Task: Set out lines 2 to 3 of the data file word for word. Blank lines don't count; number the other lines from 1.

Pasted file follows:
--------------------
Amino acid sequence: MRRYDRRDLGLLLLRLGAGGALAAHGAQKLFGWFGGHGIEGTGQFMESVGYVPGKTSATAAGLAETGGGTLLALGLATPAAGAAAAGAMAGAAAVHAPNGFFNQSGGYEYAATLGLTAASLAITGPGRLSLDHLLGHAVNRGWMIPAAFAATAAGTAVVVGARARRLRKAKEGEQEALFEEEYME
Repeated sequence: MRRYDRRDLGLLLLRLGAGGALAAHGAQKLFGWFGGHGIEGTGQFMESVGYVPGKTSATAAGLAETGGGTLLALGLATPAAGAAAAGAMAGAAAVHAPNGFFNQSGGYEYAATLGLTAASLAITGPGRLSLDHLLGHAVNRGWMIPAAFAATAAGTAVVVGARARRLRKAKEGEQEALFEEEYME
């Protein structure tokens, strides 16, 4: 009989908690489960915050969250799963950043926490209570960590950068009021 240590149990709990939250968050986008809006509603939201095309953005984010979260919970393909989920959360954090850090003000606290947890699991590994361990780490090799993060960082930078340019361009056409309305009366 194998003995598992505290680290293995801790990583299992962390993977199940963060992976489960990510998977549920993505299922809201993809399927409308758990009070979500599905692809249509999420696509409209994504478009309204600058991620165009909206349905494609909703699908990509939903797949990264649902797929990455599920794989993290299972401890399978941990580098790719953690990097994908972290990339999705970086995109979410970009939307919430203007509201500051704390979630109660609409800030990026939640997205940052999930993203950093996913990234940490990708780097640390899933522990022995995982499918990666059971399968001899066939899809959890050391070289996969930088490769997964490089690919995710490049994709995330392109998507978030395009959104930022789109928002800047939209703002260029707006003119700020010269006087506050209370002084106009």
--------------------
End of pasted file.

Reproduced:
Repeated sequence: MRRYDRRDLGLLLLRLGAGGALAAHGAQKLFGWFGGHGIEGTGQFMESVGYVPGKTSATAAGLAETGGGTLLALGLATPAAGAAAAGAMAGAAAVHAPNGFFNQSGGYEYAATLGLTAASLAITGPGRLSLDHLLGHAVNRGWMIPAAFAATAAGTAVVVGARARRLRKAKEGEQEALFEEEYME
């Protein structure tokens, strides 16, 4: 009989908690489960915050969250799963950043926490209570960590950068009021 240590149990709990939250968050986008809006509603939201095309953005984010979260919970393909989920959360954090850090003000606290947890699991590994361990780490090799993060960082930078340019361009056409309305009366 194998003995598992505290680290293995801790990583299992962390993977199940963060992976489960990510998977549920993505299922809201993809399927409308758990009070979500599905692809249509999420696509409209994504478009309204600058991620165009909206349905494609909703699908990509939903797949990264649902797929990455599920794989993290299972401890399978941990580098790719953690990097994908972290990339999705970086995109979410970009939307919430203007509201500051704390979630109660609409800030990026939640997205940052999930993203950093996913990234940490990708780097640390899933522990022995995982499918990666059971399968001899066939899809959890050391070289996969930088490769997964490089690919995710490049994709995330392109998507978030395009959104930022789109928002800047939209703002260029707006003119700020010269006087506050209370002084106009």